Alongside these important initiatives, it seems to me that we Christians must also become increasingly aware of our own inner affinity with Judaism, to which you made reference. For Christians, there can be no rupture in salvation history. Salvation comes from the Jews (cf. Jn 4:22). When Jesus’ conflict with the Judaism of his time is superficially interpreted as a breach with the Old Covenant, it tends to be reduced to the idea of a liberation that mistakenly views the Torah merely as a slavish enactment of rituals and outward observances. Yet in actual fact, the Sermon on the Mount does not abolish the Mosaic Law, but reveals its hidden possibilities and allows more radical demands to emerge. It points us towards the deepest source of human action, the heart, where choices are made between what is pure and what is impure, where faith, hope and love blossom forth.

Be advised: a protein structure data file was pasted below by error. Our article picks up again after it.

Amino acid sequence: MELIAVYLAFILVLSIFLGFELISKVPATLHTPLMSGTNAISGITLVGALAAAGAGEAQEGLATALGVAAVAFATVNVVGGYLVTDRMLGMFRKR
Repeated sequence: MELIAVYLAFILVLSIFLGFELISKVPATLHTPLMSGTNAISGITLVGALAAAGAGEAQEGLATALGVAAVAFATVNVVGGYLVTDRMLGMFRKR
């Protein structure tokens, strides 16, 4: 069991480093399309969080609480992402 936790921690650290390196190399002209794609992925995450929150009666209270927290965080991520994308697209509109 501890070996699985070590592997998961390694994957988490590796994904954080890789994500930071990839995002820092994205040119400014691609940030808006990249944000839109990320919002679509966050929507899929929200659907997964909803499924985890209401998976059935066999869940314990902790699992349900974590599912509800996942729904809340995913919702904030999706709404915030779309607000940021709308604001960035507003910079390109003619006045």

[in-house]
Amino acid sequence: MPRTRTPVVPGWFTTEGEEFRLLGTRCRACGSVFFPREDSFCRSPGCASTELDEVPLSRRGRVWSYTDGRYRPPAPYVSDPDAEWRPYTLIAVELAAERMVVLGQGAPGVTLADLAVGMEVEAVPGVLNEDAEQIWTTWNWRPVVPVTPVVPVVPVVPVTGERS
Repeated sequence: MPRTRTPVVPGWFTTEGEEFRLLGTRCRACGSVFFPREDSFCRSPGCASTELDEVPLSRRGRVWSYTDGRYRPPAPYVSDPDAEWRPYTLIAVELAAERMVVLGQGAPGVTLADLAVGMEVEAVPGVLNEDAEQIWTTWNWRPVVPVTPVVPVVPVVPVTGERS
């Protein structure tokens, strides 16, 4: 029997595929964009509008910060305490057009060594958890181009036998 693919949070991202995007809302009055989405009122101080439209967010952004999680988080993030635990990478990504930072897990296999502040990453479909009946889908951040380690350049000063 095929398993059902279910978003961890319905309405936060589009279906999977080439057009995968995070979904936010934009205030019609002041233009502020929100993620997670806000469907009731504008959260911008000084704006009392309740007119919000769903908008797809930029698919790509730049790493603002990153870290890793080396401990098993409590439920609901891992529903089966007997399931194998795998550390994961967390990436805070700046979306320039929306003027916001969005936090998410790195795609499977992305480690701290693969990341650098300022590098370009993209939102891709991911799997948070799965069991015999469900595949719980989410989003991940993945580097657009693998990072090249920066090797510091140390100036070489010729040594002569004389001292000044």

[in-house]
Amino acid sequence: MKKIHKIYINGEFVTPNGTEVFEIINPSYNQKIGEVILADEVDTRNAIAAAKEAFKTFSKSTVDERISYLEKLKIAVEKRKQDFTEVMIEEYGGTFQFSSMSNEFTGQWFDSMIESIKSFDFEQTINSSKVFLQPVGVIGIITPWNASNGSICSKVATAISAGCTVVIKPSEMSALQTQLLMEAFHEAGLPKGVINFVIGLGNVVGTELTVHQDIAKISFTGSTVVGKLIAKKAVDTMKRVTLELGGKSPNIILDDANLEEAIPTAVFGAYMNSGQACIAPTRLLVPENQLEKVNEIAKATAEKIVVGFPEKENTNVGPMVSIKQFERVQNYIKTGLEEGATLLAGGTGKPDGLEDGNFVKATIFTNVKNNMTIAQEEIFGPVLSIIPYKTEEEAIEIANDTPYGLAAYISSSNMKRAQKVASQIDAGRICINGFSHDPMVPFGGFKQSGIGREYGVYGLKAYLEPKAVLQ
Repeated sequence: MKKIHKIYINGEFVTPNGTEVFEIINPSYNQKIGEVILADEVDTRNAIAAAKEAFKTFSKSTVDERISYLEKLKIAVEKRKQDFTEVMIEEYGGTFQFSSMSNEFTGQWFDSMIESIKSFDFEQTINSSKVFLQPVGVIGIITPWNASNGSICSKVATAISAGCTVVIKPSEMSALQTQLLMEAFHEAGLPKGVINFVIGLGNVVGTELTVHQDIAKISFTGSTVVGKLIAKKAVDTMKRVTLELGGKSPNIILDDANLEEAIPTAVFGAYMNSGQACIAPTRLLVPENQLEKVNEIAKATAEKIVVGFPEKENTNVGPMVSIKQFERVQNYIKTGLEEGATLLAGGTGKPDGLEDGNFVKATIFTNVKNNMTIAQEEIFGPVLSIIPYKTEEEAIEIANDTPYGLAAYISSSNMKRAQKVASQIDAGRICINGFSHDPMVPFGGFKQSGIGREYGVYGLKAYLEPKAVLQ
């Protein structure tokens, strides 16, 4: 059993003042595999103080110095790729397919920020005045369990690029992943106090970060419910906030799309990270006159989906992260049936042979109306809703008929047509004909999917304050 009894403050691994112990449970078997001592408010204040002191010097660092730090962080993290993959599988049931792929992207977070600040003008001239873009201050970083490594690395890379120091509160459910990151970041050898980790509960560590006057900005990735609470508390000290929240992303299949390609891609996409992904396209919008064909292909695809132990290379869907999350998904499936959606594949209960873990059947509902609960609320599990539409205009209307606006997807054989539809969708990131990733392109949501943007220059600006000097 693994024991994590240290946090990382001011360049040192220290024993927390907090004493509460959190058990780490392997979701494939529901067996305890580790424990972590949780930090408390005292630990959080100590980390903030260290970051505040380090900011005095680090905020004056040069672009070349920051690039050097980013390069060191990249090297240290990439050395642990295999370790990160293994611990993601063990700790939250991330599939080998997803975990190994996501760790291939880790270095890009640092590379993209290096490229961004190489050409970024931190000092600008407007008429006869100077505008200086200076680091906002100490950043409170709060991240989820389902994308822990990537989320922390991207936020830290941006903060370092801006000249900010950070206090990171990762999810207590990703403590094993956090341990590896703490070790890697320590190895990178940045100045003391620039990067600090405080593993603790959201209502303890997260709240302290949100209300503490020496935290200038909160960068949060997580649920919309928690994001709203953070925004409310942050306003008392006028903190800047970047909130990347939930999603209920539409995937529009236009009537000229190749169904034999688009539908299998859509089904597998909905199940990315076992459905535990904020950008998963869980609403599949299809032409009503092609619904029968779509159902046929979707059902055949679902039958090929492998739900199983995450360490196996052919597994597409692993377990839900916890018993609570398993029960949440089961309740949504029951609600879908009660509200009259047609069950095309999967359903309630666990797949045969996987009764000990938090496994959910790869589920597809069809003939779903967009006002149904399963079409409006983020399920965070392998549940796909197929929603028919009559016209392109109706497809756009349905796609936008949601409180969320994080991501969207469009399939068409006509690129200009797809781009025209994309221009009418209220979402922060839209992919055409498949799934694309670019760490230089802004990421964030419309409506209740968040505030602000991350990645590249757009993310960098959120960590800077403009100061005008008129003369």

The message of hope contained in the books of the Hebrew Bible and the Christian Old Testament has been appropriated and continued in different ways by Jews and Christians. “After centuries of antagonism, we now see it as our task to bring these two ways of rereading the biblical texts – the Christian way and the Jewish way – into dialogue with one another, if we are to understand God’s will and his word aright” (Jesus of Nazareth. Part Two: From the Entrance into Jerusalem to the Resurrection, pp. 33f.). This dialogue should serve to strengthen our common hope in God in the midst of an increasingly secularized society. Without this hope, society loses its humanity.
All in all, we may conclude that the exchanges between the Catholic Church and Judaism in Germany have already borne promising fruits. Enduring relations of trust have been forged. Jews and Christians certainly have a shared responsibility for the development of society, which always includes a religious dimension. May all those taking part in this journey move forward together. To this end, may the One and Almighty, Ha Kadosch Baruch Hu, grant his blessing. I thank you.